Laila Ram: How we made £6m from Goan beach huts

Smaller, quirkier hotels weren't getting the same online exposure as their larger, more mainstream rivals. So Laila Ram and university-chum Nikko Tinto founded a one-stop shop for them.

At the turn of the millennium Laila Ram (now 41) was looking for a new start. She had just returned to work as a consultant after having her first child, but "the hours were too long and inflexible". While booking a trip to South Africa with old university friend Nikki Tinto, she got her idea.

The pair wanted to stay in "quirky, small hotels with lots of character", but online, they could only find established names. "We realised that there was a gap in the market for a niche, online boutique hotels site." On holiday they found that the hotel owners agreed. "A lot of the smaller, independent hotels didn't enjoy working with large travel agencies." Their allocation system meant hotels had to leave rooms free with no guarantee that they would be used or paid for. "For a lot of the smaller players that's a big risk."

Their website, i-escape, was started when they returned to London. Their plan was to find suitable hotels and agree a deal whereby i-escape would receive commission for every sale. "We wanted to focus on different hotels and offer something that you just wouldn't find on a normal travel agency website." Laila quit her job ("luckily my husband was able to help while we got the business off the ground"), while Nikki helped out at nights and weekends. "We had around £100,000 that we were able to invest."

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They hired a photographer ("an old friend") to visit the hotels and countries they were planning to feature. After more than a year searching for "quirky" hotels, their partners ranged from a cave hotel in Greece to a beach hut in Goa. But they launched just before 9/11. "It had a big effect on the tourist industry and meant we were starting in the toughest conditions."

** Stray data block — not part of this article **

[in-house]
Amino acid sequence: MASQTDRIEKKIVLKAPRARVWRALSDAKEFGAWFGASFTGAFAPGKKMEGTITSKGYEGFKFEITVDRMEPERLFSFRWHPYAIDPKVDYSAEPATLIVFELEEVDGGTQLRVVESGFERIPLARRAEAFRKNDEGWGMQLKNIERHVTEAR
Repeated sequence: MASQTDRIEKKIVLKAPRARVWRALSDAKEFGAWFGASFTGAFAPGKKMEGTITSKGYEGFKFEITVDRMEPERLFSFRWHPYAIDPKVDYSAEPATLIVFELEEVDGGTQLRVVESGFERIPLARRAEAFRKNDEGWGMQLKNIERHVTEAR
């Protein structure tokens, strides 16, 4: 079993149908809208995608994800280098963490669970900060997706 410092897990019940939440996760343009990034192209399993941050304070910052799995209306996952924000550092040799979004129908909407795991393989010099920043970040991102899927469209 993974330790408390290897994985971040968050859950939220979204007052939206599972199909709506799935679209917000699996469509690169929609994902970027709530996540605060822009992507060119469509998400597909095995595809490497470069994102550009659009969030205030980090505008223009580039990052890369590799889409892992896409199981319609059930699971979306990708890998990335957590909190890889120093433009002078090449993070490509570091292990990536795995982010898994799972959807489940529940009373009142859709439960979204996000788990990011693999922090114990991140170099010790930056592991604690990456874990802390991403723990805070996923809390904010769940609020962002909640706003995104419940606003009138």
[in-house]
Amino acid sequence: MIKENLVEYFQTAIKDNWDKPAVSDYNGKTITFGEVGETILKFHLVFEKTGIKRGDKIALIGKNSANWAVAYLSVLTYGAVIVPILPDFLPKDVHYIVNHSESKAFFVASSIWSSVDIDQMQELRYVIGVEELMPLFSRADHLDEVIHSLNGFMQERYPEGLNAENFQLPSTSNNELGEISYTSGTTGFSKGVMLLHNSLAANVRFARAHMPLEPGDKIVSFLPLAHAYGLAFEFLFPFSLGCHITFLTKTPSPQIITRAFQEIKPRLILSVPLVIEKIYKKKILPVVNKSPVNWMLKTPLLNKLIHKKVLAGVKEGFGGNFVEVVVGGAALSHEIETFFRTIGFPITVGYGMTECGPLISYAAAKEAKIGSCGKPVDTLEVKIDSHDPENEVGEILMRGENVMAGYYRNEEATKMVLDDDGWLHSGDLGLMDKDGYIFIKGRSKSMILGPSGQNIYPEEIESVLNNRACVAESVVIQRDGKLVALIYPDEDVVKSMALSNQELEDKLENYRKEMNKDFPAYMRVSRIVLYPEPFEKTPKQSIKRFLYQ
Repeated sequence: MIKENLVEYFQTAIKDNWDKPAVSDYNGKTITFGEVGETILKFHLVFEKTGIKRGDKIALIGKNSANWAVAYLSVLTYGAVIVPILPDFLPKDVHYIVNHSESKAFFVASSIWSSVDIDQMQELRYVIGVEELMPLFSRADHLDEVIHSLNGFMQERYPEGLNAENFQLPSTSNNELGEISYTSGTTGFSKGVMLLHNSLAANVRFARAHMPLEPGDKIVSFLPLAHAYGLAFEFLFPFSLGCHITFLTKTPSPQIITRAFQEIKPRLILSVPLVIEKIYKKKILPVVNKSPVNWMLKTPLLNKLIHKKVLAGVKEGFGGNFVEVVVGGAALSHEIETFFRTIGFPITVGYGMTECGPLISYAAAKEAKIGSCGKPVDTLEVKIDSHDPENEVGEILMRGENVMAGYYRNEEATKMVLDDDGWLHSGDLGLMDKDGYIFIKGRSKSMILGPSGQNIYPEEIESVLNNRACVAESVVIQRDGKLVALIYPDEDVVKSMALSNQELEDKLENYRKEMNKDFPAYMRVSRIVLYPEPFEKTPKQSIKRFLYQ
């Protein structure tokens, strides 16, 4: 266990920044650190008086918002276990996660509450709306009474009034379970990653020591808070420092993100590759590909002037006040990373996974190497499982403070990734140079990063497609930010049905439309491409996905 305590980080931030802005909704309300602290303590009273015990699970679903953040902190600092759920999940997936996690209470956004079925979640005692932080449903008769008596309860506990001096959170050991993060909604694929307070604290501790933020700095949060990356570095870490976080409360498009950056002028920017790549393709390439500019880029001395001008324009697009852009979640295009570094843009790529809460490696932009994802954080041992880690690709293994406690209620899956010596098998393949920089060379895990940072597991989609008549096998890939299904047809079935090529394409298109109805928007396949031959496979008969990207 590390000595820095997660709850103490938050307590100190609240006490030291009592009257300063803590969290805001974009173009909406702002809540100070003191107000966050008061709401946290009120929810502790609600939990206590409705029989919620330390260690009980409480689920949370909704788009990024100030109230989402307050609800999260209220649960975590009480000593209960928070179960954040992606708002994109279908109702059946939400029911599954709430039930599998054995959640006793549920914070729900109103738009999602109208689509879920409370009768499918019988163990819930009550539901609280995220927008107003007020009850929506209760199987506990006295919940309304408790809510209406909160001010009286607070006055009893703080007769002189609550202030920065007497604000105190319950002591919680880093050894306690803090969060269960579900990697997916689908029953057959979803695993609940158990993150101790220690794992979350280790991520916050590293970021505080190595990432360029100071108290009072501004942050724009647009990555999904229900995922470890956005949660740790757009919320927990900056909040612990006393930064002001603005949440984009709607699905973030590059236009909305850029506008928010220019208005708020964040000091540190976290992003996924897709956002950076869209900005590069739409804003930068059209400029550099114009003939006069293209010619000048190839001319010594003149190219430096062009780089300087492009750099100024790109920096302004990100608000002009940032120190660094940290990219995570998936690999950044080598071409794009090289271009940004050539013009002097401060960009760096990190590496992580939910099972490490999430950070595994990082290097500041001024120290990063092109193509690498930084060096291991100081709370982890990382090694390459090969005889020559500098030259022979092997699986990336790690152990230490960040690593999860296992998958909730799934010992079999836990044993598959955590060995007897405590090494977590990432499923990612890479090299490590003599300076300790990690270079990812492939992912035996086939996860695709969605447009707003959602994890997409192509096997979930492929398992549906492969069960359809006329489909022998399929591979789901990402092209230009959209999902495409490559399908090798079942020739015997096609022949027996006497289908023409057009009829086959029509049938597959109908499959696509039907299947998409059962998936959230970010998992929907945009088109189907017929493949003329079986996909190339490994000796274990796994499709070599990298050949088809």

Undeterred, the pair invested in online advertising. "We had a much smaller budget than our bigger rivals, so we decided not to pay for expensive printed advertisements." Instead, they spent on sponsored internet search results. "There was so little competition. We were paying as little as 2p per word, now it is several hundred times as expensive." As the business slowly grew, Nikki quit her job and the pair concentrated on adding more hotels and content on the site. By 2004 they were breaking even and the firm was starting to ride an internet wave. "Over the last ten years the internet travel industry has grown so much. We got in early, so we were well placed."

The pair started taking on new staff and spending more on advertising. "As we built up links with more hotels, we were able to offer more to customers and convert more visits into sales." Some offered a room for just $10 a night. "The most important thing was that our customers felt they could always find a hotel on our site. That way they would use us again." They had more than 1,000 hotels on their books and 18 staff when the financial crisis hit. Yet while visitor numbers to the site dropped a tad, sales grew. "The crisis meant a lot of hotels had more vacancies. That was good for us as visitors were more likely to get a room."

This year i-escape's sales reached £6m and profits passed £1m with more than 1,500 hotels on the site. Other travel agents should watch out: the pair now plan to expand into child-friendly destinations.

James graduated from Keele University with a BA (Hons) in English literature and history, and has a NCTJ certificate in journalism.


After working as a freelance journalist in various Latin American countries, and a spell at ITV, James wrote for Television Business International and covered the European equity markets for the London bureau. 


James has travelled extensively in emerging markets, reporting for international energy magazines such as Oil and Gas Investor, and institutional publications such as the Commonwealth Business Environment Report. 


He is currently the managing editor of LatAm INVESTOR, the UK's only Latin American finance magazine.